This is the first in a series of seven books that describe and illustrate the seminal architectural traditions of the world. It describes the origins of the Classical tradition in the mountain temples of Sumer, the pyramids of Egypt and the ziggurats of Mesopotamia. The story continues with the temples, theatres, palaces and council chambers of ancient Greece and Rome, and finishes with the adoption of Classical models to house the new institutions of Christian Europe. Excursions along the way take in Mesoamerica and the Andean littoral, and Africa.
Not simply a profusely illustrated catalogue of buildings, the book also provides their political, technological, social and cultural contexts. It functions equally well as a detailed and comprehensive narrative, as a collection of the great buildings of the world, and as an archive of themes across time and place.
Table of Contents
Prologue: Origins Part 1: West Asia and the Eastern Mediterranean 1.1. The Fertile Crescent and the Nile Valley 1.2. The Aegean, Anatolia and the Aryans 1.3. Issues From a Dark Age Part 2: Trans-Atlantica 2.1. Mesoamerica 2.2. The Andean Littoral Part 3: The Classical World 3.1. Hellenic Order 3.2. Macedonians and the East 3.3. Republican Rome and its Mentors 3.4. Augustan Rome and its Empire Part 4: Christianity and Empire 4.1. Rome and New Romes 4.2. Justinian and the Apotheosis of Byzantium Epilogue: The Last Half Millennium of Byzantium Glossary Further Reading Index
Christopher Tadgell taught architectural history for almost thirty years before devoting himself full-time to writing and research, travelling the world to see and photograph buildings from every tradition and period.
Born in Sydney, he studied art history at the Courtauld Institute in London. In 1974 he was awarded his PhD for a thesis on the Neoclassical architectural theorist, Ange-Jacques Gabriel. He subsequently taught in London and at the Kent Institute of Art and Design in Canterbury, with interludes as F.L. Morgan Professor of Architectural Design at the University of Louisville and as a Member of the Institute for Advanced Study, Princeton. He has lectured at academic institutions around the world, including the universities of Princeton, Harvard, Columbia and Cornell, the Graham Foundation in Chicago, and Cambridge University and the Courtauld Institute in the UK. He is a Trustee of the World Monuments Fund, a Fellow of the Society of Antiquaries and a member of both the British and American Societies of Architectural Historians.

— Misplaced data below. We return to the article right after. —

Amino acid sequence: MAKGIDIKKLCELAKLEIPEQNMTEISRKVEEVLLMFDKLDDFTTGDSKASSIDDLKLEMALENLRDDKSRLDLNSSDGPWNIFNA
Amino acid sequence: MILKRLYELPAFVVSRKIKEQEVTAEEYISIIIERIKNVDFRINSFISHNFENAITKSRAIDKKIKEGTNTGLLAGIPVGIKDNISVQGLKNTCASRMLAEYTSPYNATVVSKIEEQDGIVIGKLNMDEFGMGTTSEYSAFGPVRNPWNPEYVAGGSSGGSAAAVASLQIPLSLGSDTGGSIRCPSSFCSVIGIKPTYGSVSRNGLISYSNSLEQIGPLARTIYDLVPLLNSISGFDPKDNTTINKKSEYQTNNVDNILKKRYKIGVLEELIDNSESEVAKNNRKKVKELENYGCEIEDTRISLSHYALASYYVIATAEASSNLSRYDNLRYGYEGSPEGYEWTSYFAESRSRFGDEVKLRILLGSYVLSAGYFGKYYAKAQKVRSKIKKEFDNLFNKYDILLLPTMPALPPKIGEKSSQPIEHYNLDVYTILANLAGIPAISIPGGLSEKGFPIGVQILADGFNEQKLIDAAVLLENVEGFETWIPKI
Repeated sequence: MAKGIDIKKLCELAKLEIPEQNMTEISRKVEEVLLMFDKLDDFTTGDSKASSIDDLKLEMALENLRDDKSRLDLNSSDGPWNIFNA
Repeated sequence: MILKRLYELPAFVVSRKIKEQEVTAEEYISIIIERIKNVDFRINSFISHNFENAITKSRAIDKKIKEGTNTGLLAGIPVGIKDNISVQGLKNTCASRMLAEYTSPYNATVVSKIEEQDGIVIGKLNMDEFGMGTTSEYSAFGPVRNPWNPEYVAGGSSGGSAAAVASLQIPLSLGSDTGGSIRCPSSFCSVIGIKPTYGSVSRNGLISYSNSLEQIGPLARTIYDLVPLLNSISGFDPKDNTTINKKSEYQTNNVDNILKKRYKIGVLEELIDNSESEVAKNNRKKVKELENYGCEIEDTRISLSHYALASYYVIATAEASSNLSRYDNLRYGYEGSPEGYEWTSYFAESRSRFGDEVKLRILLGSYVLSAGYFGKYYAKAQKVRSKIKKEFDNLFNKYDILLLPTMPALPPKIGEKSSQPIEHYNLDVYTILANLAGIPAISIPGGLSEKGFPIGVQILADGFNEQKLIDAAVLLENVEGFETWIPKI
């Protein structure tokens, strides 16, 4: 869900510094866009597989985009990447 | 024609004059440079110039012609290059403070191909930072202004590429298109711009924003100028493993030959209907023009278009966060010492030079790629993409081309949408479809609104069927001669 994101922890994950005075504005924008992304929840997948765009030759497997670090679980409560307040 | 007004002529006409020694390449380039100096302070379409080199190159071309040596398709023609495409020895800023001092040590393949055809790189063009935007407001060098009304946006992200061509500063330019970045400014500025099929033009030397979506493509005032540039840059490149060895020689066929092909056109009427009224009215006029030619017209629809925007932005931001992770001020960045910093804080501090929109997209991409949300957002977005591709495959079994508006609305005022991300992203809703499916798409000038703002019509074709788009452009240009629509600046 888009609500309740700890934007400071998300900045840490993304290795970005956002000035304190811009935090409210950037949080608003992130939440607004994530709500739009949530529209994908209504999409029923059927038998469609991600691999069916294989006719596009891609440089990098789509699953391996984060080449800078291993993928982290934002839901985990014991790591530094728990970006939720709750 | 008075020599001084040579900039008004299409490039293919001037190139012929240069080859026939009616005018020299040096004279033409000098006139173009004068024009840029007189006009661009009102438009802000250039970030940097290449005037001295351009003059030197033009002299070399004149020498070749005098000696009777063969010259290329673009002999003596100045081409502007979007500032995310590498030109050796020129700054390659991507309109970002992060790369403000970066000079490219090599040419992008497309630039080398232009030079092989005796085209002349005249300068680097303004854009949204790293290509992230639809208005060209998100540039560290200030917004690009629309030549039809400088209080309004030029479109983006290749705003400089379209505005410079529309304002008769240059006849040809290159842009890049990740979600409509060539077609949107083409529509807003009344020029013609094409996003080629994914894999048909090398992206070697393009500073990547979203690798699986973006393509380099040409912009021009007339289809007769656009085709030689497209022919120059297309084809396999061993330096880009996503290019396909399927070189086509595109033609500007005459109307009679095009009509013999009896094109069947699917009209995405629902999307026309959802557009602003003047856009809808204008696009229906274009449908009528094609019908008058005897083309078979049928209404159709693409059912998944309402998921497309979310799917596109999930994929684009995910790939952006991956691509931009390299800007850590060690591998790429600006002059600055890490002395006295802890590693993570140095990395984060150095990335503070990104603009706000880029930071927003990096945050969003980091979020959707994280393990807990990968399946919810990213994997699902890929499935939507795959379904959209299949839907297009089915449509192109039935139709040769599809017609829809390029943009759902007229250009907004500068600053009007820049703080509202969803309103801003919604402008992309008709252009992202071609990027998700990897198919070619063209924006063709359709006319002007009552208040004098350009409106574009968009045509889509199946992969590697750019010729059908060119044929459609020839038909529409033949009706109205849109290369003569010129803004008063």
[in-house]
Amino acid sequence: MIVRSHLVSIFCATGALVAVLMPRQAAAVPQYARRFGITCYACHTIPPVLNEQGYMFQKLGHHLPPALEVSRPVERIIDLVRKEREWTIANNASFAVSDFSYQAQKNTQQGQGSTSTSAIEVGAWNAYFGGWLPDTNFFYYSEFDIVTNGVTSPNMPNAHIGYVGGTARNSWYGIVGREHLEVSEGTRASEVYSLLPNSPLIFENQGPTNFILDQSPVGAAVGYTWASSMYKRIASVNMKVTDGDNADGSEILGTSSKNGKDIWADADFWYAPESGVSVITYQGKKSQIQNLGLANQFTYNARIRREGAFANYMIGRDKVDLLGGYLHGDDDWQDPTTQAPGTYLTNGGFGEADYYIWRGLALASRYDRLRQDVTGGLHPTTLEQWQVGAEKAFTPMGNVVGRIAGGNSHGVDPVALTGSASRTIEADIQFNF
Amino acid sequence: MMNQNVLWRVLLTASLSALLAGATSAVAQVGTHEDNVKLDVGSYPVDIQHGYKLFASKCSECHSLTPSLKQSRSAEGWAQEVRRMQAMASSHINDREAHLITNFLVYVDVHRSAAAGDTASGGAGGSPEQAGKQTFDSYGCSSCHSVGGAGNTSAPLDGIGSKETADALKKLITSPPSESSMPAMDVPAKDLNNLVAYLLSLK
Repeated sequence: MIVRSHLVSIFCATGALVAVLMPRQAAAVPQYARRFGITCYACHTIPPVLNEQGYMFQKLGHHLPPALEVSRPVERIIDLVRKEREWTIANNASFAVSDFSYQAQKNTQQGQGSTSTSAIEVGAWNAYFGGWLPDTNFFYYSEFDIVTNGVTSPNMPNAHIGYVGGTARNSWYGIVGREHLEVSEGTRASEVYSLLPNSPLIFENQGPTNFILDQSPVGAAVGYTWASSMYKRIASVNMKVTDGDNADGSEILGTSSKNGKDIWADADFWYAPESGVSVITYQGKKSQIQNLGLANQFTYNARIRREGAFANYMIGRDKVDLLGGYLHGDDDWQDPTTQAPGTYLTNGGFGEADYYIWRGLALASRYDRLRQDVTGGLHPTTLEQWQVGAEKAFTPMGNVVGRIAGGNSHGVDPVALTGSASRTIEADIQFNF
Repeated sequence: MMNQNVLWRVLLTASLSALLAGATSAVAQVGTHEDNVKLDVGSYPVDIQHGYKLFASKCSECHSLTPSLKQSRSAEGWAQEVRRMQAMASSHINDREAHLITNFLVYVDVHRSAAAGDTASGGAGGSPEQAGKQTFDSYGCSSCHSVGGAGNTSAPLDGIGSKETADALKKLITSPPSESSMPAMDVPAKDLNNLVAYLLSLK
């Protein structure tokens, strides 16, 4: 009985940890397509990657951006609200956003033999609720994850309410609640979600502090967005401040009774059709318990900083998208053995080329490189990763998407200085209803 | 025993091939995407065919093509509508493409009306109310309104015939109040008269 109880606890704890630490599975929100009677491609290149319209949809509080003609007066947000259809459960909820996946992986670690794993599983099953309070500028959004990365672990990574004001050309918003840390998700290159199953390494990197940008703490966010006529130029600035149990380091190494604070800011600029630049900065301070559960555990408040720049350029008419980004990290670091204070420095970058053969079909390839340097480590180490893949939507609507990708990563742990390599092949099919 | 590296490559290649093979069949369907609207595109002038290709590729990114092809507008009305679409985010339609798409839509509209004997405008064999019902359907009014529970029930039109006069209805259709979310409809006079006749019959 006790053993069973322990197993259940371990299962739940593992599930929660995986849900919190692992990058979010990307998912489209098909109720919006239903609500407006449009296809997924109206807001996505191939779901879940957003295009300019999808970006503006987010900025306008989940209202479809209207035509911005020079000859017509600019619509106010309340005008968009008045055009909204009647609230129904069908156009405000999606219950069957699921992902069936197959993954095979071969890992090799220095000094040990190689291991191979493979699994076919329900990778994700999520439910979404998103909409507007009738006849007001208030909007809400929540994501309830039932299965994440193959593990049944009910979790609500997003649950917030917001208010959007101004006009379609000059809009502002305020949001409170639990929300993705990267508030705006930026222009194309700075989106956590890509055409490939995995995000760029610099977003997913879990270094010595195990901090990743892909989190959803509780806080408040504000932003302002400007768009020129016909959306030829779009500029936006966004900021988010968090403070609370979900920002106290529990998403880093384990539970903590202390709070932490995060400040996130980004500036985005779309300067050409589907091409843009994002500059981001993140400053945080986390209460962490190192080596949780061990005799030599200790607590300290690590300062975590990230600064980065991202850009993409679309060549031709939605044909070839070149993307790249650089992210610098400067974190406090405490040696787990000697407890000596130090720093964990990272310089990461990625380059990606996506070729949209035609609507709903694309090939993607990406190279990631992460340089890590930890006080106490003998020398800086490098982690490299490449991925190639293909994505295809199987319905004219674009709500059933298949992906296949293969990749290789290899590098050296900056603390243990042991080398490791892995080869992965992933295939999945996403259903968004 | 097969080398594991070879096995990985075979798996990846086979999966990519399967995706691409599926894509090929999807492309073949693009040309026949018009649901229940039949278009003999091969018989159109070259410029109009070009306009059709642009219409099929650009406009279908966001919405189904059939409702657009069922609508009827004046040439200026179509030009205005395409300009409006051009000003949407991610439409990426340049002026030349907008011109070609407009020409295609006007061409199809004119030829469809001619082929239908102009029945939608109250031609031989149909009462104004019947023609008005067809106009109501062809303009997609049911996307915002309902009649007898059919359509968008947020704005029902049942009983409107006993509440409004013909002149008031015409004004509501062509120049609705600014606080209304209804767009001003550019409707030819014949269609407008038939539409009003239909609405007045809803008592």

His The History of Architecture in India (1990, several reprints, Phaidon) is the definitive one-volume account of the architecture of the subcontinent, while many publications on French architecture include the standard account in Baroque and Rococo Architecture and Decoration (ed. Blunt, 1978, Elek). He has contributed many articles on Indian and French architecture to The Grove Dictionary of Art and other major reference books.
'[The first in] a grand survey of the whole of world architecture.' - The Times
‘This book is an absolute tour de force. Architecture is only the beginning; we are told about the civilizations that created it, with examples of their artefacts as well as their buildings.’ - John Julius Norwich
‘Astonishing in its scope, clarity and insight, Tadgell’s survey of the built environment from the beginnings to the twilight of Byzantium works at every level: it will guide the student and stimulate the scholar.’ - David Starkey
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